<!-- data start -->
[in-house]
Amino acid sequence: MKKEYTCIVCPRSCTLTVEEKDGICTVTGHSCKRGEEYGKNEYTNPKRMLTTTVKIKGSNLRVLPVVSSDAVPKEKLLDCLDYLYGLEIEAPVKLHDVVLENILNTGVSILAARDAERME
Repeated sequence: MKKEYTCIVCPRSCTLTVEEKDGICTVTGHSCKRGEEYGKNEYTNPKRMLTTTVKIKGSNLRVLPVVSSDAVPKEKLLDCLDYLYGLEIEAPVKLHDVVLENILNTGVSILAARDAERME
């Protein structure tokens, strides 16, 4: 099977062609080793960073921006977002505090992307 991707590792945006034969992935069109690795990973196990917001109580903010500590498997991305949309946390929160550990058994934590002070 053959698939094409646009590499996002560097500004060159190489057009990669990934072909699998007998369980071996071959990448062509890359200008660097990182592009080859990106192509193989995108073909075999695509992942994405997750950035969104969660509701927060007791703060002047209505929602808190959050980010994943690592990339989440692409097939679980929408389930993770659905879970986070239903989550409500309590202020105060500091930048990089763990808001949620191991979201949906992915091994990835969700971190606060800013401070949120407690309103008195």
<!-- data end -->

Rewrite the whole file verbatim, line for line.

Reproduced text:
[in-house]
Amino acid sequence: MKKEYTCIVCPRSCTLTVEEKDGICTVTGHSCKRGEEYGKNEYTNPKRMLTTTVKIKGSNLRVLPVVSSDAVPKEKLLDCLDYLYGLEIEAPVKLHDVVLENILNTGVSILAARDAERME
Repeated sequence: MKKEYTCIVCPRSCTLTVEEKDGICTVTGHSCKRGEEYGKNEYTNPKRMLTTTVKIKGSNLRVLPVVSSDAVPKEKLLDCLDYLYGLEIEAPVKLHDVVLENILNTGVSILAARDAERME
């Protein structure tokens, strides 16, 4: 099977062609080793960073921006977002505090992307 991707590792945006034969992935069109690795990973196990917001109580903010500590498997991305949309946390929160550990058994934590002070 053959698939094409646009590499996002560097500004060159190489057009990669990934072909699998007998369980071996071959990448062509890359200008660097990182592009080859990106192509193989995108073909075999695509992942994405997750950035969104969660509701927060007791703060002047209505929602808190959050980010994943690592990339989440692409097939679980929408389930993770659905879970986070239903989550409500309590202020105060500091930048990089763990808001949620191991979201949906992915091994990835969700971190606060800013401070949120407690309103008195």